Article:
I kinda felt better on the sofa than I did feel in jail. ‘Cause I don’t have like a violent history, I don’t have no crime, I don’t have no record, period. Honestly, I should’ve stayed at home, it would’ve been more comfortable. Jamali Brockett

I just got out on five hundred dollars bail and I’m stressed out and I’m mad but um this is life, so this is what it is. Come to find out the marijuana that was supposed to be sold was Lipton tea. Tyrone Carter

I’m here on assault charges which I obviously didn’t do. All the assaults that I actually have done, I’ve never been to court for. Daniel Sbarra

Let me say on the record, I’d like to apologize to the City Of New York for taking a pee. I’d like to apologize to the garbage man that took my pee away in a garbage truck. There’s a reason that garbage man gets paid more then the police. Mark Mark Mark

Never buy phones off the streets. You know, I gotta go to a store and do like everybody else does. I’m not really interested in phones, long as I can make a call, you know? Cori DeSilva

Actually I’m proud and happy that I hit the cops. They deserve it. I feel better. Now I feel better. Evan Munoz

Graffiti is a part of my life. I start when i was a kid. Its like a spirit, it’s my life. I’m a student in graffiti design. Writing on the wall is like I was here, I was in New York, I was in Paris, I was in Amsterdam. It’s like a dog make a pee on the wall. I’m animal. Esteban Gonzalez

So she actually gave me a second chance at getting community service. So when I signed up for community service and they gave me the dates to appear I got drunk again and lost the paper work. Ian Jernigan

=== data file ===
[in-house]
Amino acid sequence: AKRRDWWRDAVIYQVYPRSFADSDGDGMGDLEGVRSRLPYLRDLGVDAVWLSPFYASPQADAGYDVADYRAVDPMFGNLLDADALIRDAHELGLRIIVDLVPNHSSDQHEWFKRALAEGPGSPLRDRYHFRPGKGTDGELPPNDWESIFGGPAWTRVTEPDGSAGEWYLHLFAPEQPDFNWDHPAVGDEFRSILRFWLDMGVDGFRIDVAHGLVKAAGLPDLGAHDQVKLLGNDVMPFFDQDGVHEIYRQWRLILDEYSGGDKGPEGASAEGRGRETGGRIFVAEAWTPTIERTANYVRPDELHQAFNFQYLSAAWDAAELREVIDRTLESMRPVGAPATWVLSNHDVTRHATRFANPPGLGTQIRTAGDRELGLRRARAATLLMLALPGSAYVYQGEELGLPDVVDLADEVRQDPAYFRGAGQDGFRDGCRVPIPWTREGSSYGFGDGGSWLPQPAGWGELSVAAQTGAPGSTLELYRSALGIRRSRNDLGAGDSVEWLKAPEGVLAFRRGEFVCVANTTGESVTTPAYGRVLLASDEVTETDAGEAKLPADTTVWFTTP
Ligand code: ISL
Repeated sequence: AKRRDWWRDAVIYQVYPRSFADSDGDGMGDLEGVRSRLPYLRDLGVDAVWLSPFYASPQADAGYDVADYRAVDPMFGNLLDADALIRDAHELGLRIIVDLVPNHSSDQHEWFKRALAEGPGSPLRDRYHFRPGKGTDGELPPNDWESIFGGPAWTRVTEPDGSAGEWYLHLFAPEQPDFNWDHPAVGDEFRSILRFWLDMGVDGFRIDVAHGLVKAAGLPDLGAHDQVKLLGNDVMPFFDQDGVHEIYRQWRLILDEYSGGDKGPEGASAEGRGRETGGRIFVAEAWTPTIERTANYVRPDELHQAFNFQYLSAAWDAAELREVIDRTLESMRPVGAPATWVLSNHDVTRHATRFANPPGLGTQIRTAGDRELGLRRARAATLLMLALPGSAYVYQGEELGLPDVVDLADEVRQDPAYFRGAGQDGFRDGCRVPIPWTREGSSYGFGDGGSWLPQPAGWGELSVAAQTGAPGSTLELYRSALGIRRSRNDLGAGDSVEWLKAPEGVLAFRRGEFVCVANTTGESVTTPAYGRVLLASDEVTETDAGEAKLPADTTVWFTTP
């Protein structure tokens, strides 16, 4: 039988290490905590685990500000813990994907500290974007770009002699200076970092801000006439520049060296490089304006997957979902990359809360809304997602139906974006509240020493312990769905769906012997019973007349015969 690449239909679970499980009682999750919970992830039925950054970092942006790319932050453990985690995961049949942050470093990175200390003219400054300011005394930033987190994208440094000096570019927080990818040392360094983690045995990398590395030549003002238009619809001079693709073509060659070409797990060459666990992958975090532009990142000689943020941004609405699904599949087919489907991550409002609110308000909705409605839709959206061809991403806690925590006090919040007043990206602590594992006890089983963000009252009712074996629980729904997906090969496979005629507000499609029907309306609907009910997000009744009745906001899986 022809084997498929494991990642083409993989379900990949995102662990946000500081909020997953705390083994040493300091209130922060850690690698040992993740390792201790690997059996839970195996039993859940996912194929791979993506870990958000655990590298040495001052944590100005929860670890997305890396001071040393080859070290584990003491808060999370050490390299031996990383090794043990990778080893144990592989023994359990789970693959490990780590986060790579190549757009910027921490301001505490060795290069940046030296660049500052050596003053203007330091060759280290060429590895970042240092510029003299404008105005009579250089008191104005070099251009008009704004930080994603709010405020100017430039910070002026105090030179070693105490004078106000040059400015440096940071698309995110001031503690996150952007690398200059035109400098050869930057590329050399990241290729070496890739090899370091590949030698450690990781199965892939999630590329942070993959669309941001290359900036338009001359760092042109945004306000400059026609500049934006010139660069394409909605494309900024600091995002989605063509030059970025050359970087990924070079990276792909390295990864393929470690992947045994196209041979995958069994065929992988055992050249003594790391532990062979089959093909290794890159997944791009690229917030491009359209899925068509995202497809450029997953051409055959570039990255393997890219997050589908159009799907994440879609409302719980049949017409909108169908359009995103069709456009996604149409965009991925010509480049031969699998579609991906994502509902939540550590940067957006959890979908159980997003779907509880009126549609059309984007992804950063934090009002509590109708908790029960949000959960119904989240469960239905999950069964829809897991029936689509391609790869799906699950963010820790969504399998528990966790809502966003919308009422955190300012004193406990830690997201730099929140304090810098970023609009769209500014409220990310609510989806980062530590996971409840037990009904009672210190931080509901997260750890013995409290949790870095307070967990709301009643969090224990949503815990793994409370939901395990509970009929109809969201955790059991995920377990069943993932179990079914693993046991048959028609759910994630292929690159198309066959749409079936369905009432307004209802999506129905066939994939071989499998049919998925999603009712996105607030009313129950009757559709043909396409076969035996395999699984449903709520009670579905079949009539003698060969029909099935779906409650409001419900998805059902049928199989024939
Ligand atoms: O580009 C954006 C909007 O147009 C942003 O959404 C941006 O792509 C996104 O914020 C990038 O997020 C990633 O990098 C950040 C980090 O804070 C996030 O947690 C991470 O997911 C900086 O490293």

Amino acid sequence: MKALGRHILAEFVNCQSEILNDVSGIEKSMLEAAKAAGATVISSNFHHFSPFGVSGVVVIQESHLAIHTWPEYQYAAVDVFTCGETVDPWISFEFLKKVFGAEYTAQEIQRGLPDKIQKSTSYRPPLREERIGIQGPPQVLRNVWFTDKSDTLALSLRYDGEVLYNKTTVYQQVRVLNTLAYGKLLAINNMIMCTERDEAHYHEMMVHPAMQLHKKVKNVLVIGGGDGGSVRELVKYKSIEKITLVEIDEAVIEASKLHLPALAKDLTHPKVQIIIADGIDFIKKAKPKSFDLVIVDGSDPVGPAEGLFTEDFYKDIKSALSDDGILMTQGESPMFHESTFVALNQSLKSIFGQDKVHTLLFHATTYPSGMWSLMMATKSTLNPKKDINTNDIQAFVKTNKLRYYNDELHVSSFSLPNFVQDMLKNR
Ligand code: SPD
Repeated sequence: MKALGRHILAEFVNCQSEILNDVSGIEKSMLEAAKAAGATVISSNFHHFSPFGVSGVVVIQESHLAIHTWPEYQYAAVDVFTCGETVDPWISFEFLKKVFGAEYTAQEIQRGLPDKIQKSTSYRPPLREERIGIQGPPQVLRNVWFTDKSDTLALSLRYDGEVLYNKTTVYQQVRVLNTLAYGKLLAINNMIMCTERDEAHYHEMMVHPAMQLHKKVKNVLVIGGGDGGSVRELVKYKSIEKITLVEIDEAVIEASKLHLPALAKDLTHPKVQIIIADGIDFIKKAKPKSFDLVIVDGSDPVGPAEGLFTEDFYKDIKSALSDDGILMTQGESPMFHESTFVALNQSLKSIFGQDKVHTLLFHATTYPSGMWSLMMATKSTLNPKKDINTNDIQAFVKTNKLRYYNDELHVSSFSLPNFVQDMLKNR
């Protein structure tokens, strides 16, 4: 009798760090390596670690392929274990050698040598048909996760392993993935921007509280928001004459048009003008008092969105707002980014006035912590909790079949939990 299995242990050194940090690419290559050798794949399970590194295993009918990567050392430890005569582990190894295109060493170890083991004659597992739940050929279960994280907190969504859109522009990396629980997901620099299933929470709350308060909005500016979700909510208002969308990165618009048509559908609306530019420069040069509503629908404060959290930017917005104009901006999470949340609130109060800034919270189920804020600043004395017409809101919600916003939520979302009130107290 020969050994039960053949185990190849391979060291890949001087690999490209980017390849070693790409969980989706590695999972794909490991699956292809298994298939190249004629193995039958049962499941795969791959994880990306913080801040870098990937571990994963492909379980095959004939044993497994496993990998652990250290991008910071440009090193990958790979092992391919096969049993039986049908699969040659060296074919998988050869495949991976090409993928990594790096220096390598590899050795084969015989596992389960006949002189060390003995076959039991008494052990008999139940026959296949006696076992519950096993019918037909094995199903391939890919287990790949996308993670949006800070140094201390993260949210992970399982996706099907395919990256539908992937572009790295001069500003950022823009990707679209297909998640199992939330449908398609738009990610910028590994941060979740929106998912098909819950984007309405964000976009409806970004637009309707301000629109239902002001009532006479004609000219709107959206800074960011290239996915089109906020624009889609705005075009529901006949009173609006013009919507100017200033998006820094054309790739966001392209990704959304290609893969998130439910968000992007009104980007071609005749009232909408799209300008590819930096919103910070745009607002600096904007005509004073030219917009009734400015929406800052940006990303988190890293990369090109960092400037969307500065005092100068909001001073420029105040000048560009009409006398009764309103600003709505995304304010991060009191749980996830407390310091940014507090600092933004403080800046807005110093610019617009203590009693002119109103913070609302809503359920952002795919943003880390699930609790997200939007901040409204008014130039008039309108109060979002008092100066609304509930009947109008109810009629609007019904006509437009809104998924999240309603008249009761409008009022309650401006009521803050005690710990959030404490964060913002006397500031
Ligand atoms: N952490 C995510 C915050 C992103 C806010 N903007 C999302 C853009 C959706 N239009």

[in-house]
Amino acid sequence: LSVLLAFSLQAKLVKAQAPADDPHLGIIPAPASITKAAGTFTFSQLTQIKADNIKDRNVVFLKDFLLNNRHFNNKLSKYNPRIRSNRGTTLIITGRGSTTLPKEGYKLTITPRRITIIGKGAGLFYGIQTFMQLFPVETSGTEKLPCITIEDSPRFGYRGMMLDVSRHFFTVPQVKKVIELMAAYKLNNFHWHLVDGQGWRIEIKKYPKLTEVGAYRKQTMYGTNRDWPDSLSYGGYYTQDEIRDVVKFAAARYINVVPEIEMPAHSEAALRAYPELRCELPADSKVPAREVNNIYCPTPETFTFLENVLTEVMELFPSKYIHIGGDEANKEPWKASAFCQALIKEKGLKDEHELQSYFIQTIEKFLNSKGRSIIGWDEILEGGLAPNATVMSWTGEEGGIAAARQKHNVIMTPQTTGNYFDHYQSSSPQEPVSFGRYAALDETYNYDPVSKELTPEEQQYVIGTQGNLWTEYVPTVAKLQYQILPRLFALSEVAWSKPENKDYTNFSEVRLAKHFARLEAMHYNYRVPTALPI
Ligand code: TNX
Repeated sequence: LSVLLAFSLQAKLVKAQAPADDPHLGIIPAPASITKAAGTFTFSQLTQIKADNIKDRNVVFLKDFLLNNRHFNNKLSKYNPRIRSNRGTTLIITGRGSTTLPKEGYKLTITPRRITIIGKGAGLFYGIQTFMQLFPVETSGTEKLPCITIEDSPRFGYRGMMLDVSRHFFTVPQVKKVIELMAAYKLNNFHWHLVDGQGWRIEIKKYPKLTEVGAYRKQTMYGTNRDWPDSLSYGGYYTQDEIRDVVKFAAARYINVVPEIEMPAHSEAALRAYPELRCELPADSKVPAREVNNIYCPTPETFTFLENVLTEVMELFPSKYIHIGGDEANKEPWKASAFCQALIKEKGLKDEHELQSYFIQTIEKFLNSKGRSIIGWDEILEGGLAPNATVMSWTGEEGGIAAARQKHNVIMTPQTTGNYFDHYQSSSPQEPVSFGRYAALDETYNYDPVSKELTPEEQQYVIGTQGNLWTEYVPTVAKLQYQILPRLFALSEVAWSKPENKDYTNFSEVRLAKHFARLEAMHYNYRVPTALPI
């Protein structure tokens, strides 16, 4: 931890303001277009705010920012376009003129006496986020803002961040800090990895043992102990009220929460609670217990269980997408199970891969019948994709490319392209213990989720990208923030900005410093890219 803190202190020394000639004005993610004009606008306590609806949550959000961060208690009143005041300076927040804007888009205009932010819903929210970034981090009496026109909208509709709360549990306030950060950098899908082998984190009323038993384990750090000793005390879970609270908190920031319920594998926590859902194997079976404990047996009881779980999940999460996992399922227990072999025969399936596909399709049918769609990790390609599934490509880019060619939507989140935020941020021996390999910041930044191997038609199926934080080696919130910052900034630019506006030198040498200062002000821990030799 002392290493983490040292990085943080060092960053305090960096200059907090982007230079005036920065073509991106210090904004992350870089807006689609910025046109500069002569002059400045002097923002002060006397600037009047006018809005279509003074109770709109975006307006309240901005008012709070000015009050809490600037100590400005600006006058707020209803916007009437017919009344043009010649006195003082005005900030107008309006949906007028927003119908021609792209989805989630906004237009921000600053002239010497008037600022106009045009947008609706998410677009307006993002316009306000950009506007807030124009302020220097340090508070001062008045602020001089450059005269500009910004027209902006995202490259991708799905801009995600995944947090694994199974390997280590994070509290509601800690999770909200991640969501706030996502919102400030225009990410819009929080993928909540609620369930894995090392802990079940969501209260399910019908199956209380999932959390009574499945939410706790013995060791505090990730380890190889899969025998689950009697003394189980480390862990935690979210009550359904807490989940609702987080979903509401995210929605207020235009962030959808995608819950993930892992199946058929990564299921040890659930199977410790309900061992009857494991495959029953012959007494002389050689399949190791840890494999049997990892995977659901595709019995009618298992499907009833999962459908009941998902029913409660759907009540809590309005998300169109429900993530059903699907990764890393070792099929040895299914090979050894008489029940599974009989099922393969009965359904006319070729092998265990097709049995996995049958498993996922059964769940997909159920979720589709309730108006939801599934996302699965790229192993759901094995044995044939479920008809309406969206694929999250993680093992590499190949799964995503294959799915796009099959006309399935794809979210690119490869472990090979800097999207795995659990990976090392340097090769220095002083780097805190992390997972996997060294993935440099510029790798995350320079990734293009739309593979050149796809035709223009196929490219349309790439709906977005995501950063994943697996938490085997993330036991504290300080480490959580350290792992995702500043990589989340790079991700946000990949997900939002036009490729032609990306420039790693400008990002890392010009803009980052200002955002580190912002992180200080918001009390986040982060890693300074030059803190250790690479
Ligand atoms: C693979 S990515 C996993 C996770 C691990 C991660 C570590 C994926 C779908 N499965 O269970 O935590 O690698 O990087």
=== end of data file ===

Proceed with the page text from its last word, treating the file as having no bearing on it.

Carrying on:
As long as I don’t sell no more weed to uncover cop, I’m good money. Kevin Dorsey

In my opinion drugs, selling drugs in my opinion is not a crime, in my opinion…. I’m not doing a public service but in my opinion at the time I was doing more like an entrepreneurship, an opportunist, I saw a large market, decided to go for it, supplied their demand. Jonathan Sierra

I stole a bra. I did. ’cause I wanted it, and I didn’t have enough money…. Sure, I would [do it again.] I had so much fun coming here to court, I met beautiful people, and I saw that it’s not as bad as you think. They were all laughing, the whole time through, we were laughing, joking. Stay good, don’t do bad things, you know? Do good things, don’t steal. Janet Braha

I may look like sh*t right now, but when I dress up and do my hair, and everything, I look very elegant, very classy. But my dream is to keep studying politics and run for the presidency when I get older…. I’m not gonna say that I’m gonna win, but I can say that I’m gonna try my hardest, because I have a lot of great ideas on a lot of different things, and I think I can make a difference and make a change, a better change in the world…. I feel that I’m qualified for that. Judy Guadalupe Schiller Perez Aversa